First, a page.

The world’s central banks can’t ignore the growth in cryptocurrencies and may at some point have to consider whether it makes sense for them to issue their own digital currencies, according to the Bank for International Settlements.
“Whether or not a central bank should provide a digital alternative to cash is most pressing in countries, such as Sweden, where cash usage is rapidly declining,” the BIS said in its quarterly review. “But all central banks may eventually have to decide whether issuing retail or wholesale CBCCs makes sense in their own context.”
In making these decisions, institutions will need to take into account of not only privacy issues and efficiency gains in payment systems, but also potential economic, financial and monetary policy repercussions, according to the BIS.
“In less than a decade, bitcoin has gone from being an obscure curiosity to a household name,” it said. “While it seems unlikely that bitcoin or its sisters will displace sovereign currencies, they have demonstrated the viability of the underlying blockchain or distributed ledger technology.”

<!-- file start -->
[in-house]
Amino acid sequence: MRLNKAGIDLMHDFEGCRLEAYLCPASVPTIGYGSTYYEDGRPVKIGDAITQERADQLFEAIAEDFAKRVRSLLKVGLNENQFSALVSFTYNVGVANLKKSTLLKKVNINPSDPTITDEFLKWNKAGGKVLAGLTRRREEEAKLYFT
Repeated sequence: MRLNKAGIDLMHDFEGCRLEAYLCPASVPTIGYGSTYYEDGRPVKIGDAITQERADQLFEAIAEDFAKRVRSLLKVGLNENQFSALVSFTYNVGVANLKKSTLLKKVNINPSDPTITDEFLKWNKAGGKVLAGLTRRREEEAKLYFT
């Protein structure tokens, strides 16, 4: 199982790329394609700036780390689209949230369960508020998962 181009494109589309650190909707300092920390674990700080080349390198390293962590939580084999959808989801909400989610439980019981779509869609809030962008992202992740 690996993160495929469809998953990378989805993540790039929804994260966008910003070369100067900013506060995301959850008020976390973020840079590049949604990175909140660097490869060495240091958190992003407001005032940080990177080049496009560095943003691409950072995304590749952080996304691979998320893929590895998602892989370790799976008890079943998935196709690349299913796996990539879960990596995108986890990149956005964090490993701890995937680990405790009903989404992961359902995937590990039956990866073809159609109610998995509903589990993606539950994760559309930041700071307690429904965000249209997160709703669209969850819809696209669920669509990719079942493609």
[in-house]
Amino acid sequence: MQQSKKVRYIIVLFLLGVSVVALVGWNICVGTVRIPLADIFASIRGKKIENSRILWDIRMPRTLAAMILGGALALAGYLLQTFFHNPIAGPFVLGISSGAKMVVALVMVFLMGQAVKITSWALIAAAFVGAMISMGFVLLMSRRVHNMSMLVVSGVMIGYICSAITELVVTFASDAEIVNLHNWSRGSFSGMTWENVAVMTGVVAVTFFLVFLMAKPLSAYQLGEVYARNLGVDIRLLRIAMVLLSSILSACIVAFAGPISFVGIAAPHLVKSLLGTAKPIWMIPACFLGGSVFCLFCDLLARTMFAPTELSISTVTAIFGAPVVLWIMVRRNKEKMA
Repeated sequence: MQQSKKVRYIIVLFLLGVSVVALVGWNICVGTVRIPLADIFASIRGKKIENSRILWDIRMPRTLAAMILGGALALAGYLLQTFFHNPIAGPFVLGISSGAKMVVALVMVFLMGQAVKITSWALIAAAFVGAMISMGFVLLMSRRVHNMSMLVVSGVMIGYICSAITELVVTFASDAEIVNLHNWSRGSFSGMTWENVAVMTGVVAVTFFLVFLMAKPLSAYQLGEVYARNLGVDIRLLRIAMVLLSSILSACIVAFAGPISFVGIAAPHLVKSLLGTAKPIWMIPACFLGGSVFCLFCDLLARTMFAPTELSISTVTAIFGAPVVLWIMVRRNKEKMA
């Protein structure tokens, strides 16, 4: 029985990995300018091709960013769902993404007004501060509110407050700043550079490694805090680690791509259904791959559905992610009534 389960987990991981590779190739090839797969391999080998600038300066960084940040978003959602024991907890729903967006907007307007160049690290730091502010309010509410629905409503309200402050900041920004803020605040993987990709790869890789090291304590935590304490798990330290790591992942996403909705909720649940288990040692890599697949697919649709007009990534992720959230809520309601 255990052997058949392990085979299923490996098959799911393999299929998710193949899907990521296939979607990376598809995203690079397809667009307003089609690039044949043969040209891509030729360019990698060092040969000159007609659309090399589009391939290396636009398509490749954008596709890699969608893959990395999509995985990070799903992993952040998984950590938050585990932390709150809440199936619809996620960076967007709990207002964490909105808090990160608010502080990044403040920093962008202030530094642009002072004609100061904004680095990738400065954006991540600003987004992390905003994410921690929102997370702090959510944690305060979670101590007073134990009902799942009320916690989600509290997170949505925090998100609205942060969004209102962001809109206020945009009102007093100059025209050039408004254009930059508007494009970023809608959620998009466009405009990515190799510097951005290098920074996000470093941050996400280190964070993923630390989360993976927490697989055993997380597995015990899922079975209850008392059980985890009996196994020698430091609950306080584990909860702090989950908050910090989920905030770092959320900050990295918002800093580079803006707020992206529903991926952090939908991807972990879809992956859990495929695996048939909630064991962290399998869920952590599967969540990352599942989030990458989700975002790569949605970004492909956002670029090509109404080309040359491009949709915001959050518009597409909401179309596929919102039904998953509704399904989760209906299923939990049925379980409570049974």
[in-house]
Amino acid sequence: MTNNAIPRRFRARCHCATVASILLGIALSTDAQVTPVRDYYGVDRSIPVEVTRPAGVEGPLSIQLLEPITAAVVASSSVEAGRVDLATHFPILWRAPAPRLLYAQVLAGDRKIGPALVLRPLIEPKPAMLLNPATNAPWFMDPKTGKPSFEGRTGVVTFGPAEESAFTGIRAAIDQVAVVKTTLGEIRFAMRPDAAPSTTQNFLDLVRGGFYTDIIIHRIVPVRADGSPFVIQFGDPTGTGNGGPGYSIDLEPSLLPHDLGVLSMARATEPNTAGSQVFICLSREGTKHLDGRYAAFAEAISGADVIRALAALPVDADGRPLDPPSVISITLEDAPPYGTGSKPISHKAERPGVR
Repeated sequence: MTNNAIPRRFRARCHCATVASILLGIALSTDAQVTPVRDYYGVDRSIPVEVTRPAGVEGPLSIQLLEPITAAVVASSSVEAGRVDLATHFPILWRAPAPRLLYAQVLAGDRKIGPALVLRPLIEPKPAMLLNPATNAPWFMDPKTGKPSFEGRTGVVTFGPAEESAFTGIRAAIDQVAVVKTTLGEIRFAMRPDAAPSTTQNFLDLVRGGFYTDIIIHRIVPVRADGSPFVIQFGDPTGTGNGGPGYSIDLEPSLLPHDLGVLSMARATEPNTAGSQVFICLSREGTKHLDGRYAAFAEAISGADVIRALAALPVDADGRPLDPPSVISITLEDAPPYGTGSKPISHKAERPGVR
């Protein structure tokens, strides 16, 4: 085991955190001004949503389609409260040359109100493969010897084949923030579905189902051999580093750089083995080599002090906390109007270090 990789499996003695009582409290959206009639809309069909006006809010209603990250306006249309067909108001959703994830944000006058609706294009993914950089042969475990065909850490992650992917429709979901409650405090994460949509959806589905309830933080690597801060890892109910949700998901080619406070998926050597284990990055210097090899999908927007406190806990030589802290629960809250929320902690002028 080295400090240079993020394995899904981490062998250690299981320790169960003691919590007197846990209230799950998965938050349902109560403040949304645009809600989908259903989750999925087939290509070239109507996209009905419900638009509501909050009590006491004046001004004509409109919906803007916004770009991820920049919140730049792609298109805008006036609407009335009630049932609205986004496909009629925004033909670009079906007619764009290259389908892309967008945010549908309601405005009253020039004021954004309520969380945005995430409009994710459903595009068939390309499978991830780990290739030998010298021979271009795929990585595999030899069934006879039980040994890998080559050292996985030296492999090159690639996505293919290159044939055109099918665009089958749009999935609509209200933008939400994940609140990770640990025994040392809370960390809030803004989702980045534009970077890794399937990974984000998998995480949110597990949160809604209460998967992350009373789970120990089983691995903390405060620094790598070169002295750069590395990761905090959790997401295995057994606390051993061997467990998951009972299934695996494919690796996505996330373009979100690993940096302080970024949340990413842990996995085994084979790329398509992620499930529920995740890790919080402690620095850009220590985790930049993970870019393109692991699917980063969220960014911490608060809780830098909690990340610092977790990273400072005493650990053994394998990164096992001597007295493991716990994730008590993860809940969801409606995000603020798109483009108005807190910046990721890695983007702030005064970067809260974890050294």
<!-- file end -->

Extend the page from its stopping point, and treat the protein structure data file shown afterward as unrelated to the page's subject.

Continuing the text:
The analysis came at the end of a rough week for digital currencies, with JPMorgan Chase & Co. chief executive Jamie Dimon calling bitcoin a “fraud” and China moving to crack down on domestic trading of cryptocurrencies.
But with bitcoin and others gaining in popularity as payment systems go mobile and investors pour in money, central banks are beginning to delve into them and their underlying blockchain technology, which promises to speed up clearing and settlements. At the Bank of England, Mark Carney has cited cryptocurrencies as part of a potential “revolution” in finance.
To better understand the system, the Dutch central bank has created its own cryptocurrency, albeit for internal use only. U.S. officials are exploring the matter too, though in March Federal Reserve Governor Jerome Powell said there were “significant policy issues” that needed further study, including vulnerability to cyber-attack, privacy and counterfeiting.
According to the BIS, one option for central banks might be a currency available to the public, with only the central bank able to issue units that would be directly convertible with cash and reserves. There might be a greater risk of bank runs, however, and commercial lenders might face a shortage of deposits. Another question to be resolved would be the question of privacy.